William Day succeeds in application challenging insolvency officeholder’s decision-making as peverse

William Day appeared for two bankruptcy creditors and the purchaser of bankruptcy assets in an application under section 303(1) of the Insolvency Act 1986. The application challenged the decision of trustees in bankruptcy not to intervene in the Court of Appeal in ongoing proceedings regarding the possession and monetisation of the major remaining asset in two bankruptcy estates.

The trustees and the former bankrupts, Mr and Mrs Brake, objected to the application both on standing and the merits.

The judge was satisfied that the creditors had standing, and dismissed allegations that the creditors had no legitimate interest or were acting as “puppets” of a non-creditor.

On the merits, the judge emphasised the high threshold for perversity, but was satisfied that this was a rare case where it was met in circumstances where: (i) “what I [the Judge] see is these trustees striving at all costs not to have to take part in litigation against the Brakes”, (ii) intervention in the Court of Appeal could have significant economic upsides for the estate, and (iii) downsides of intervention had been mitigated by offers of third party funding and indemnity against adverse costs risk.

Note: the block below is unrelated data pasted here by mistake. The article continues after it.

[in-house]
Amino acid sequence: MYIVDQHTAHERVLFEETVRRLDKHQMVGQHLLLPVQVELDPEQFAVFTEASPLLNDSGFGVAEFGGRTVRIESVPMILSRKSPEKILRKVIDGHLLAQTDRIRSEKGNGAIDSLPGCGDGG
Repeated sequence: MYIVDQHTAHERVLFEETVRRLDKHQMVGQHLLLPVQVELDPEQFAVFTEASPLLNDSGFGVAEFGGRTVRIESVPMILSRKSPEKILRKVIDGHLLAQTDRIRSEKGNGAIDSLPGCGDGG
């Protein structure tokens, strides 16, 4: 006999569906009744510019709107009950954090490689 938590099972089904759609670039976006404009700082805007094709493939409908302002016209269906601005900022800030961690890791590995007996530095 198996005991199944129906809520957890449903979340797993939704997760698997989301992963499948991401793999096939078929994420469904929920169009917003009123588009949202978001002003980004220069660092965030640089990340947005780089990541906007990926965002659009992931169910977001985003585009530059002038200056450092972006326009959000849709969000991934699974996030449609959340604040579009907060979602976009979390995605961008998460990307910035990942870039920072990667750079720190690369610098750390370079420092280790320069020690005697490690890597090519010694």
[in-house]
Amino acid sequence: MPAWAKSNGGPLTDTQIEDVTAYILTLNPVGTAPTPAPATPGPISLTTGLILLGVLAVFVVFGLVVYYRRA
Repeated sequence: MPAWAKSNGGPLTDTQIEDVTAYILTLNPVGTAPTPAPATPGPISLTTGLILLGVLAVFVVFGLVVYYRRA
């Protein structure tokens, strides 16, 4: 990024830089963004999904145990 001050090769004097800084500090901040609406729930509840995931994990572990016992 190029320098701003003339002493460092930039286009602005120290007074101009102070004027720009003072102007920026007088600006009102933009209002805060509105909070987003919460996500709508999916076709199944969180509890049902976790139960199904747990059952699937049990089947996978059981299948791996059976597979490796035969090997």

William Day was jointly instructed by Mark Osgood of Moore Barlow and Ian Gatt KC and Harry Spendlove of Stewarts.

The application formed part of a much larger dispute between the Brakes and the Chedington Court Estate, now involving concurrent appeals before both the Court of Appeal and the Supreme Court (and described at the hearing by leading counsel for the Brakes as a “huge sprawling game of 4D chess”), where William Day acts for Chedington, along with Andrew Sutcliffe KC and Gretel Scott.

The judgment is Patley Wood Farm LLP v Kicks [2022] EWHC 2973 (Ch) and can be found here.

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